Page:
This weekend we spent Diwali with our niece in suburban Philadelphia. We were out in her backyard, when she saw a spider on a hedge with her new and focused eyes. “Eek, a bug!”. I hadn’t even noticed it (2 mm across), but I did note silently that it was an arachnid, not a hemipteran.
Only when we look closely at something and with understanding of what we are looking at do we really see it. Before then, our prejudices about the way the world works obliterate all detail from what we see. A broken clock is broken to me, but a fun electronic or mechanical project for others. A broken city is a hopeless wasteland in a death spiral to many, but a place full of thousands of people interested in making their homes more livable to me.
I recently downloaded the “transportation means to work” for every block group in the country from the census. I’d like to know where traffic is the minority mode, second to walking, biking or transit. What do those places look like? How many Americans live and work there?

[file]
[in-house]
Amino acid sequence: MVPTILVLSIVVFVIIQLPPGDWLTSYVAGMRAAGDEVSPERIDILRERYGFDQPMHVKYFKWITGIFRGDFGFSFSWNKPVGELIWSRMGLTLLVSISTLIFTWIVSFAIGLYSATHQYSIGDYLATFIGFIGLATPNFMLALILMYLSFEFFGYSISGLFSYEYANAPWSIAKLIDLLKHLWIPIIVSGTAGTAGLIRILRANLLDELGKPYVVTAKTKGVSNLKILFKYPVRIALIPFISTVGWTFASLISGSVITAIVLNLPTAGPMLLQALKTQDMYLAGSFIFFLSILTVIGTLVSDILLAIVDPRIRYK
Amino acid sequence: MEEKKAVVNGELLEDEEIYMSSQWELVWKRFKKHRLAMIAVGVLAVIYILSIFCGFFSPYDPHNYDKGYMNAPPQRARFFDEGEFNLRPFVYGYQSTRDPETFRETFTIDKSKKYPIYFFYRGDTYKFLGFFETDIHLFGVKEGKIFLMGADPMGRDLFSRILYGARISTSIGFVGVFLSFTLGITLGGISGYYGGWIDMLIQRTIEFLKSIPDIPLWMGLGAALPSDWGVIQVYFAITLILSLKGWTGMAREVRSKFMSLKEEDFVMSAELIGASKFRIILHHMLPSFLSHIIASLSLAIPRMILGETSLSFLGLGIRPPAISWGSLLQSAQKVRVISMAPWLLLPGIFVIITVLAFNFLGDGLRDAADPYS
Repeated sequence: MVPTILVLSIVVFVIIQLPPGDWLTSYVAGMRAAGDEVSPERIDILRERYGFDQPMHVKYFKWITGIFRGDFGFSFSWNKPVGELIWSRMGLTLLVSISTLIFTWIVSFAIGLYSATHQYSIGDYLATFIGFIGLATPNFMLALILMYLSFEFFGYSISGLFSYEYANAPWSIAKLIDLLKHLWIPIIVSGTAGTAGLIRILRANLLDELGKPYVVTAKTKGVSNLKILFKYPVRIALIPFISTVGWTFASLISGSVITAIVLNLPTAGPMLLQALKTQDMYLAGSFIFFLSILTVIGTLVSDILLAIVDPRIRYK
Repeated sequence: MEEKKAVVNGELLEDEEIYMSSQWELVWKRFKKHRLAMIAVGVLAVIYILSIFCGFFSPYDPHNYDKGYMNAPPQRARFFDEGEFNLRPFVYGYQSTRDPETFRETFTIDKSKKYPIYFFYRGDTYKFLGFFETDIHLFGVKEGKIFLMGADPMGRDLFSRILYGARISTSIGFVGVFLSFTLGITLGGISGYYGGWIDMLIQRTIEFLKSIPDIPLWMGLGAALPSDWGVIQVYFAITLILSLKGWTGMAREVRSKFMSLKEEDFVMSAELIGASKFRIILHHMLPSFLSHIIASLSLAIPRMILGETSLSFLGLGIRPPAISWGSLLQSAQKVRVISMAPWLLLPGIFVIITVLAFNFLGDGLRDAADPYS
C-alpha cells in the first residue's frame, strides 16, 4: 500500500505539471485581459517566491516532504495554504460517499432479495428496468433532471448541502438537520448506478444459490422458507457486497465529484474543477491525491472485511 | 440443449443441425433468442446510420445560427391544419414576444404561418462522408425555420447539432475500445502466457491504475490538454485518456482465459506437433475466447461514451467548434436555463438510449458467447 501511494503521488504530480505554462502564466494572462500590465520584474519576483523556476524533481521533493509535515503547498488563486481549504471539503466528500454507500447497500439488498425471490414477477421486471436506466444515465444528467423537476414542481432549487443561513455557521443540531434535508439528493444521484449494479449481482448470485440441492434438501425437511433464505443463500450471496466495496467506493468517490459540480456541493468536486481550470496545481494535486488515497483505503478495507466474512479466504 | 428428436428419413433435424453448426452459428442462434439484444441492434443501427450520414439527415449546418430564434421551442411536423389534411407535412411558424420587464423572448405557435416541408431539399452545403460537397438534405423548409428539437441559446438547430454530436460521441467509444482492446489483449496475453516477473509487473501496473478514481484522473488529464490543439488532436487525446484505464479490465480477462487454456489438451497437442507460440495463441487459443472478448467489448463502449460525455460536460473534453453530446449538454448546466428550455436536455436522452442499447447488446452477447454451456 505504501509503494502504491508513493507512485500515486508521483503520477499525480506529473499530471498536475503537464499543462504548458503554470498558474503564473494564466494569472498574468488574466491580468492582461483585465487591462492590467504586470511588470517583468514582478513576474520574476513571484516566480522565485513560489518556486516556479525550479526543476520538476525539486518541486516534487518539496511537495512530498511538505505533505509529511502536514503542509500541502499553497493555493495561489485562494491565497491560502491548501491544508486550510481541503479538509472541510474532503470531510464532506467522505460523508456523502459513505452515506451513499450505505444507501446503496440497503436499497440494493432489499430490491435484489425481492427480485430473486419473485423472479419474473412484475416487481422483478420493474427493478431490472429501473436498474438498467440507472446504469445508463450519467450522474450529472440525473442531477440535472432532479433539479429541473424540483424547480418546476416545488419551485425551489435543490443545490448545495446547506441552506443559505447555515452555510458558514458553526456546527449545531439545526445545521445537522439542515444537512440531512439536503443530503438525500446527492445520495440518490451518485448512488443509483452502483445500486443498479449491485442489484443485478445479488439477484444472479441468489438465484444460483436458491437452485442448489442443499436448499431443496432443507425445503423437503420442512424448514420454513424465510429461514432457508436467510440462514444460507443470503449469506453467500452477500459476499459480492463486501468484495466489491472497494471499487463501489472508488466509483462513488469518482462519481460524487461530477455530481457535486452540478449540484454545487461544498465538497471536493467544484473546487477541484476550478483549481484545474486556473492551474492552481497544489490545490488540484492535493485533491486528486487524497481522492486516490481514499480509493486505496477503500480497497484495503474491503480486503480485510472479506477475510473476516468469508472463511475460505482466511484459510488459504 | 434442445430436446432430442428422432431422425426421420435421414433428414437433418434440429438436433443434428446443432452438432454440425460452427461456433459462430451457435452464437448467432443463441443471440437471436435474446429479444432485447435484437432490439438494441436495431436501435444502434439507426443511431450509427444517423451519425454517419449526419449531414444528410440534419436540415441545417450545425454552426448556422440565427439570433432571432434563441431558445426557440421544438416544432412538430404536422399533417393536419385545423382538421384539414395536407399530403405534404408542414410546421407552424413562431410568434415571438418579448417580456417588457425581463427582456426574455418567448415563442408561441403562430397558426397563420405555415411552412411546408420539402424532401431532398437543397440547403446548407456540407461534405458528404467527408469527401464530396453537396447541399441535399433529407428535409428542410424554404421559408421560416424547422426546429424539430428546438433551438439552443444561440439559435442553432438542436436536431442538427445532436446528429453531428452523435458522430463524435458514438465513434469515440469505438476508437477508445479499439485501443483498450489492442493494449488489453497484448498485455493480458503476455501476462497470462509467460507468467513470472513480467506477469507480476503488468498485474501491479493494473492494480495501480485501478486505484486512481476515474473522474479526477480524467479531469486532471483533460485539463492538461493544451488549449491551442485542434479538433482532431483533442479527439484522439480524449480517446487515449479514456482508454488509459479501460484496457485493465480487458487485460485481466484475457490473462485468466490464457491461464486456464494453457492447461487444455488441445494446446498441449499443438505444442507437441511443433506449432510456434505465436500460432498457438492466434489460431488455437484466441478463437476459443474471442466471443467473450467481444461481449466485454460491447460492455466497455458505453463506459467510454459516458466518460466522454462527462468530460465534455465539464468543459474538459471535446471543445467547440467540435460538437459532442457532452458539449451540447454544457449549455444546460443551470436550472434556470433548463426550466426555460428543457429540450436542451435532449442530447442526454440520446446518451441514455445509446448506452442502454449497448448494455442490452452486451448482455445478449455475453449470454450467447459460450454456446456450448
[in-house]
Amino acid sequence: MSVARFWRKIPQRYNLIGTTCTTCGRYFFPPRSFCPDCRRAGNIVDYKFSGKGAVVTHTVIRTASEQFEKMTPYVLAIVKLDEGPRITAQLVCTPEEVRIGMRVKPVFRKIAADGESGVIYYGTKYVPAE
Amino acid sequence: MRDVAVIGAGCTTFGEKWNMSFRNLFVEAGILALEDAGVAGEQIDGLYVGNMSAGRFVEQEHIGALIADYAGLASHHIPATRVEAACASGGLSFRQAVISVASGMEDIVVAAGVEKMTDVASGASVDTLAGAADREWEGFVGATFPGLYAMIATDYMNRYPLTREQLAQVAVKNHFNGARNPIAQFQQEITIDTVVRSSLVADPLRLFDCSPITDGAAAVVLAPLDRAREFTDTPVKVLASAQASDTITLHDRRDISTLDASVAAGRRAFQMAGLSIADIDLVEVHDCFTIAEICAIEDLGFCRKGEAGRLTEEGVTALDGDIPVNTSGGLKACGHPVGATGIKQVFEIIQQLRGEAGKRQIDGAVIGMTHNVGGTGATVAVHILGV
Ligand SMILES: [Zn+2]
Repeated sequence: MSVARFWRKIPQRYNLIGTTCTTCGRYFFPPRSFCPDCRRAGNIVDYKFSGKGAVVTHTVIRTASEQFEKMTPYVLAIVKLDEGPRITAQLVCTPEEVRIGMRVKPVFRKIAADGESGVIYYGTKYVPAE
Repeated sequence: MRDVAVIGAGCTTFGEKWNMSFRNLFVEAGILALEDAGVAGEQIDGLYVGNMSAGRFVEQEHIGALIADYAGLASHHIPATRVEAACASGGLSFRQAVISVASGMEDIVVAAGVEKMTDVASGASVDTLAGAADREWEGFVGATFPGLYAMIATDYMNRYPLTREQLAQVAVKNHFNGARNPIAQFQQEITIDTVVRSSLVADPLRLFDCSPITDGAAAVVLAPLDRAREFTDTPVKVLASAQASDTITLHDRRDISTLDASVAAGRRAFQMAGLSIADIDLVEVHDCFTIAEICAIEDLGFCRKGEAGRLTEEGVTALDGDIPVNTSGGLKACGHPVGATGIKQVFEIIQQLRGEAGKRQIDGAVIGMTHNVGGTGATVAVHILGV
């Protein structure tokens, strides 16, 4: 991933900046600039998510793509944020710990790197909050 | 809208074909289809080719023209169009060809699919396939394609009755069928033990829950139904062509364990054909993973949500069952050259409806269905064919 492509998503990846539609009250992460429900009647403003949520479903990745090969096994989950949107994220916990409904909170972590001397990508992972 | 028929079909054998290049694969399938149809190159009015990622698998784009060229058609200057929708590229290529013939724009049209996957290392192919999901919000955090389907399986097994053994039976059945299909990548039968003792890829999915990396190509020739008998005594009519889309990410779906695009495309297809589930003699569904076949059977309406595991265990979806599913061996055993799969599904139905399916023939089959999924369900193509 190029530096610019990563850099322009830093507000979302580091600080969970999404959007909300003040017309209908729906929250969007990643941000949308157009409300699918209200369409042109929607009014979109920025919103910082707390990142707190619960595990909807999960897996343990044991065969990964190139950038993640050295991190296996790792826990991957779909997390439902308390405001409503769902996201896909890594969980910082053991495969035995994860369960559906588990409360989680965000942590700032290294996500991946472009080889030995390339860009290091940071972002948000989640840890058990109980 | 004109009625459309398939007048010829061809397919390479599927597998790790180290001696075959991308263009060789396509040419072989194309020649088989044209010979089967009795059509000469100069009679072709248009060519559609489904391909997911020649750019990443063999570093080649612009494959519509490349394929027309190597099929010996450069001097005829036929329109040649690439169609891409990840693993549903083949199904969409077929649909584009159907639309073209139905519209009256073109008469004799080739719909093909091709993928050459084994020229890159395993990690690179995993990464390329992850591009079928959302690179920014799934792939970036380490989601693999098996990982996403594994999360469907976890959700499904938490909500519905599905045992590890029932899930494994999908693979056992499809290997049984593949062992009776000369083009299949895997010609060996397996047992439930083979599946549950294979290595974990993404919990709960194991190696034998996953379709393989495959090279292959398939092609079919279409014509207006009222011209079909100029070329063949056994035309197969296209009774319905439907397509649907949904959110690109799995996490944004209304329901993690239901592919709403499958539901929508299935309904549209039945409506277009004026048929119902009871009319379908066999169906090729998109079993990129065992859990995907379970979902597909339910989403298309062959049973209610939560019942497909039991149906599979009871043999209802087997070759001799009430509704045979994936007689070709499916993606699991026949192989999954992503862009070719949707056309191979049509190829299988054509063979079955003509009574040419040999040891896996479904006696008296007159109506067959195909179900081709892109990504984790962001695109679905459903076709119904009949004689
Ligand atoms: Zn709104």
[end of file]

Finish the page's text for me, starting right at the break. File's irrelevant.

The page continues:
I used to think “Means to Work” was a punk statistic. Commutes only represent 20% of the trips we make. I have recently come to see the commute in a different light. If somebody can walk to work, they are much more likely to live in a walkable place than someone who cannot. Sure, they might be poor or religious, but it is much more likely they are responding to their built environment and opportunities than economic or doctrinal forces.
I’m not yet done with the data, and I won’t bore you with it (yet), but I did notice something about it. There are walkable places all over, and they are unanimously near city centers. You don’t see things at large scales that you see easily at small scales. Minorities, like walkers, are meaningless in the aggregate, but ubiquitous at specific locations. They are still minorities, but they are not minorities evenly everywhere
This is important to pundits because they can look at things from different scales to get the answers they want. I have seen gun control arguments be argued from state versus city data. Both datasets are absolutely true, both support different conclusions. Transit advocates like to look at the performance of particular neighborhoods or cities versus suburbs, while transit skeptics use equally true data from the region to argue against transit.
It’s why in my own book, I’m looking at the census block group level for the whole US. Small enough to see things, big enough to work with, and consistent enough to cover the whole US.
At the end of the week I’ll talk about geometry and urbanization.